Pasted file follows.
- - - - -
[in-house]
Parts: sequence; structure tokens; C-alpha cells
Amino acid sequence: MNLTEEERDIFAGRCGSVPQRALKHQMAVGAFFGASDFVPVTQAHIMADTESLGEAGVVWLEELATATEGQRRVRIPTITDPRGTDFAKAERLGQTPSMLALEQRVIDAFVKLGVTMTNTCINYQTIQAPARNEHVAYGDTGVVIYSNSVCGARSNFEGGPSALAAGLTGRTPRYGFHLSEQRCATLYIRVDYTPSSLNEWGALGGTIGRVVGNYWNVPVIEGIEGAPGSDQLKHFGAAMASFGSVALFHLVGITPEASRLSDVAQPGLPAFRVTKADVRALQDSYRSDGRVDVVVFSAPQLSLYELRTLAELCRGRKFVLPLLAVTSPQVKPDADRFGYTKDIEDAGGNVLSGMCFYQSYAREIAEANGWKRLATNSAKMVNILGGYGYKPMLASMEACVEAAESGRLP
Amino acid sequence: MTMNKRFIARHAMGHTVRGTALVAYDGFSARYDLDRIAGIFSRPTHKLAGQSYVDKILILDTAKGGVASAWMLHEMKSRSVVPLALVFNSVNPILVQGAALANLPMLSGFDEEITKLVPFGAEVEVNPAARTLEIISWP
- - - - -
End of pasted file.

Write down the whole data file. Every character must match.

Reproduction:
[in-house]
Parts: sequence; structure tokens; C-alpha cells
Amino acid sequence: MNLTEEERDIFAGRCGSVPQRALKHQMAVGAFFGASDFVPVTQAHIMADTESLGEAGVVWLEELATATEGQRRVRIPTITDPRGTDFAKAERLGQTPSMLALEQRVIDAFVKLGVTMTNTCINYQTIQAPARNEHVAYGDTGVVIYSNSVCGARSNFEGGPSALAAGLTGRTPRYGFHLSEQRCATLYIRVDYTPSSLNEWGALGGTIGRVVGNYWNVPVIEGIEGAPGSDQLKHFGAAMASFGSVALFHLVGITPEASRLSDVAQPGLPAFRVTKADVRALQDSYRSDGRVDVVVFSAPQLSLYELRTLAELCRGRKFVLPLLAVTSPQVKPDADRFGYTKDIEDAGGNVLSGMCFYQSYAREIAEANGWKRLATNSAKMVNILGGYGYKPMLASMEACVEAAESGRLP
Amino acid sequence: MTMNKRFIARHAMGHTVRGTALVAYDGFSARYDLDRIAGIFSRPTHKLAGQSYVDKILILDTAKGGVASAWMLHEMKSRSVVPLALVFNSVNPILVQGAALANLPMLSGFDEEITKLVPFGAEVEVNPAARTLEIISWP